The Daily Illini

The ‘Cherry D’ on top: former University student, professional backup singer

Charity+Davis+and+Demi+Lovato+performing+onstage+during+one+of+Lovato%27s+tour+events.++
Charity Davis and Demi Lovato performing onstage during one of Lovato's tour events.

Charity Davis and Demi Lovato performing onstage during one of Lovato's tour events.

Photo courtesy of Charity Davis

Photo courtesy of Charity Davis

Charity Davis and Demi Lovato performing onstage during one of Lovato's tour events.

By Sidney Madden, Staff Writer

When Charity Davis was in elementary school, she was always singing. Her classmates even complained her constant humming was distracting during instructional time. At home, though, she was free to belt as loud as she pleased.

Today, Charity, under the stage name Cherry D, is a professional backup singer for pop star Demi Lovato.

Charity was born and raised in the C-U area by director of the Black Chorus Dr. Ollie Watts Davis and Reverend Harold Davis. From church choirs to instrument lessons, music was an integral part of her life growing up. Dr. Davis, a highly decorated soprano herself, was careful not to push her love for music onto her own children.

“As parents who are musicians, we didn’t want to force music on our children,” Dr. Davis said. “But if it evolved naturally, we definitely promoted it and encouraged it.”

All of their children are musically gifted in their own way. They’ve performed in various youth choirs and even formed a string quartet among the four of them. The baby of the family, Charity, had her own unique talent: her voice.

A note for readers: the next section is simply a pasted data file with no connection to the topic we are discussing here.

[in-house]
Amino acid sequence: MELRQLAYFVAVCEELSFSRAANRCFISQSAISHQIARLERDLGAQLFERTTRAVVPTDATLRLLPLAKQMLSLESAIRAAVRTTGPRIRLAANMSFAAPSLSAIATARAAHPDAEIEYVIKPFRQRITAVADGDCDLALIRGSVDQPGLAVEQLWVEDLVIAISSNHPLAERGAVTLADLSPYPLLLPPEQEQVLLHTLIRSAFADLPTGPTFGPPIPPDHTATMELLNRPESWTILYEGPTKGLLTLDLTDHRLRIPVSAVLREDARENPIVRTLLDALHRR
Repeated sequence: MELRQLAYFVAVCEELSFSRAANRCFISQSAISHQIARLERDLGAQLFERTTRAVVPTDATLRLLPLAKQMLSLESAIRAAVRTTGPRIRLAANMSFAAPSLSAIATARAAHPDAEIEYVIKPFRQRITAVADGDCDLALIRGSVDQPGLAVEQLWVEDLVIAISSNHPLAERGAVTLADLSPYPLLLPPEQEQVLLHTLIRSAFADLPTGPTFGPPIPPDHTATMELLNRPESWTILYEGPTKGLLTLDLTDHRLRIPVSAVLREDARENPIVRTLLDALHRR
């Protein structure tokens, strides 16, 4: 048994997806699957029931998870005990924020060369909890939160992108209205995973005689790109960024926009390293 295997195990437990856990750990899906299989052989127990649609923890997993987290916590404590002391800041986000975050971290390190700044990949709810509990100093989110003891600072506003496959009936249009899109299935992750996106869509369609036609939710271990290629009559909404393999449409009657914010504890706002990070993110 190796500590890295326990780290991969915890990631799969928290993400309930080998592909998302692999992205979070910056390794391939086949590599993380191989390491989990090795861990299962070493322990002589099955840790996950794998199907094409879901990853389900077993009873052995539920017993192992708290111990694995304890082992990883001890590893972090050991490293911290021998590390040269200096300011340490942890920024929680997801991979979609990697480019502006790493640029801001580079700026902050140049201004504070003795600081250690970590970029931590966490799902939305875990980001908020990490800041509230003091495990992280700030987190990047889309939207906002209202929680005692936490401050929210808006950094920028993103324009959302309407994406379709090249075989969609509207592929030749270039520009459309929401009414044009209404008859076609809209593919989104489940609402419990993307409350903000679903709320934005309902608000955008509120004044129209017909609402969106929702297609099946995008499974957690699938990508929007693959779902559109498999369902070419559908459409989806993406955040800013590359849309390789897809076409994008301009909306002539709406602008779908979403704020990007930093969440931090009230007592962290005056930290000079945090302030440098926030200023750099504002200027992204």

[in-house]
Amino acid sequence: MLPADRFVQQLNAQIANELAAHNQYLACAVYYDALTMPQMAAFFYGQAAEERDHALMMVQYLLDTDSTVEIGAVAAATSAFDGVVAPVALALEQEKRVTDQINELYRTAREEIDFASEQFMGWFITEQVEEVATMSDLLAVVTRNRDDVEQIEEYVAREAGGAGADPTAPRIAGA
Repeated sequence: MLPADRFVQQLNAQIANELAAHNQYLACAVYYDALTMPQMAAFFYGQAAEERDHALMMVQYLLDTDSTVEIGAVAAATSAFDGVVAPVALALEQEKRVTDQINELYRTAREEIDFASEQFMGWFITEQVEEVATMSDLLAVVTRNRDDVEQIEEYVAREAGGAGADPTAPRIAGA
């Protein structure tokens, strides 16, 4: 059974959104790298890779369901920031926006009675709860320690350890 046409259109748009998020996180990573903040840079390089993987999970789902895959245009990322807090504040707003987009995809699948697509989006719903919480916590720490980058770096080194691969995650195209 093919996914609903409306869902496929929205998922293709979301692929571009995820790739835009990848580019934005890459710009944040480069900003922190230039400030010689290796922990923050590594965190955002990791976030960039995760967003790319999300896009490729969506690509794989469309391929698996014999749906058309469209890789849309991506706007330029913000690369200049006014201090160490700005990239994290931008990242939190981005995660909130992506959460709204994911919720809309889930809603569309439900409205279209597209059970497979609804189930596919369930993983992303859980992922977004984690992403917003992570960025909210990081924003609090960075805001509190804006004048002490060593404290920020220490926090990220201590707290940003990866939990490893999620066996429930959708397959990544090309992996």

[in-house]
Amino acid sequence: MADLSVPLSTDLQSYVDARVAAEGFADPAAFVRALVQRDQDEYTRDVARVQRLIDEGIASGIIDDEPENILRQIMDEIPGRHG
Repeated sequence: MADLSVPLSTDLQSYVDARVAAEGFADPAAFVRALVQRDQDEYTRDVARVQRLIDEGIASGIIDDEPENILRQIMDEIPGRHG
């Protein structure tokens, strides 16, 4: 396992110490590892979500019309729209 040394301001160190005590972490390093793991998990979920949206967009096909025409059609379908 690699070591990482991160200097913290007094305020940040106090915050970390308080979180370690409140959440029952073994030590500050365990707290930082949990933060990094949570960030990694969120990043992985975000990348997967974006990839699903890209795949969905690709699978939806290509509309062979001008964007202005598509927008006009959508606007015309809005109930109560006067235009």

While directing local youth choirs, Dr. Davis would often bring Charity along, who would sing with the choirs before she was old enough to be in them.

“She was the smallest one there with the biggest sound,” Dr. Davis said. “And I thought, ‘One day, she’s really going to sound for something quite spectacular.’”

Dr. Davis also allowed her kids to attend Black Chorus rehearsals. One year, for the annual Moms Day concert, Charity sang a solo for the 1,000-member audience. Dr. Davis recalls wondering if, in the moment, Charity was going to be able to sing.

“My student was standing beside her, just in case she couldn’t. And when we got to it, she sang out and it was absolutely beautiful,” Dr. Davis said. “That was the moment I thought, ‘Wow.’ She was shaking! Her little leg was shaking! But her voice wasn’t shaking. It was just calm and clear and resonant for all these people. And I thought, ‘She could be a singer.’”

Following these critical developmental experiences, Charity sought out more opportunities to perform. She performed in local musical theater and at school talent shows. She debuted her first original song in the sixth grade. She quickly realized that home was where the stage was.

“I knew that I loved that feeling of being onstage, of performing,” Charity said.

She continued to perform but explored other interests in high school, such as dance and basketball. When it came time for college, she enrolled at the University with the hopes of becoming a high school English teacher.